I love coffee. I also have a soft spot for coffee mugs and have been collecting and accidentally breaking them for a number of years. This creates a steady turnover of coffee mugs. Each cup has a story. Being that I am rather sentimental about these types of things I decided to write a page to preserve the stories of these coffee mugs. I find it rather amusing that this page is more likely to survive the passage of time than coffee mugs I am writing about.
One thing I have to mention is that I have an unfortunate habit of inadvertently stealing coffee cups. I don’t consider it really stealing because the intent is not there. What happens is that I accidentally forget that the cup used in a restaurant is still in my hand when I leave. This happened so often that I started to bring my own coffee cup into the restaurant. Which means I have to be careful which coffee cup I bring in, I would hate to find myself guilty of stealing the same coffee mug twice.
The stolen cups.
Here is one that I acquired from one of my favorite breakfast places in Fort Collins. The Silver Grill Cafe in Old Town Fort Collins, Colorado serves an excellent home made breakfast. No microwaving frozen bags of potatoes, tossing in mixed bags of veggies, or such at this place. Everything is fresh and hand made. I recommend the Milo’s Heart Stopper omelet.
The cup is really solid and quite thick, which has both positive and negative aspects. Positive because once warmed up it holds heat well, negative because initially it sucks the heat right out of the coffee. It doesn’t hold much coffee, so it needs to be constantly refiled. I walked out of the cafe one morning after breakfast with my lovely wife on the way to taking her to work. I kept it in the car for more than a week, with the intent of returning the mug.
Next mug is more of a cup than a mug. It also proves that I am an international coffee cup thief, though still an inadvertent one. This one pushes the “accidental thief” to its limit. I was teaching a class on electrical safety in Olehaven Denmark.
The conference room doubled as their cafeteria. Next to the presentation podium was a automated coffee mixing device that would make just about any coffee flavored concoction that you could think of if you spoke Danish. So through trial and error, mostly error, I tried most of the different mixes of coffee, milk, expresso, cream, chocolate, and vanilla that the machine had to offer. Anyway, when the training was complete I packed up my computer, books, papers, etc… and stood on the balcony and had a smoke with one of my students before heading out to Ringkobing. When the cup was empty there was no place to put the cup, and I needed both hands to open the door to the cafe so I put the cup in my jacket pocket. I ended up finding the cup in my pocket only after I checked into the Fjord Garden hotel in Ringkobing. Ringkobing and Olehaven are on opposite coasts and I wasn’t about to drive back to return one coffee cup.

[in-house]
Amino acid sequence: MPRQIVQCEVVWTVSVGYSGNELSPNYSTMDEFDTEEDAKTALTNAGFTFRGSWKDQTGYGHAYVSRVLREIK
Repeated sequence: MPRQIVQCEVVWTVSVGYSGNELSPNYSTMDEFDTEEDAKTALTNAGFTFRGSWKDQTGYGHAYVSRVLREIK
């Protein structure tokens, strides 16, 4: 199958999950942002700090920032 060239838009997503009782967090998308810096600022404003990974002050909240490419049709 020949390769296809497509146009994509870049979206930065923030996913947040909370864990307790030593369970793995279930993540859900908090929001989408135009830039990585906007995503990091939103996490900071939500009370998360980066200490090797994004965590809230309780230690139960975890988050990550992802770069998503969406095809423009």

Here is a coffee mug that is only around due to sentimental reasons. It just hangs around in my coffee mug display rack over the kitchen sink. The reason why I am attached to this particular mug is that it was given to me in Viborg Denmark during my first trip to Denmark to work in a Vestas Factory. The Viborg factory is now closed due to down sizing (right sizing?), but it reminds me of an interesting, entertaining, and educational experience. The factory floor was quite unlike anything I have experienced outside of the military. This is mainly because it had a lot in common with some of the shops I worked in while I was stationed overseas back in the 80s. They played radios at different work stations, had calendars with nudes hanging around the factory, and they consumed a lot of coffee during work. Strong thick coffee. But due to the fact that the production floor needed to be kept clean and orderly they banned all coffee cups that could break if dropped onto the concrete floor. So Vestas issued small stainless steel coffee mugs to all their employees.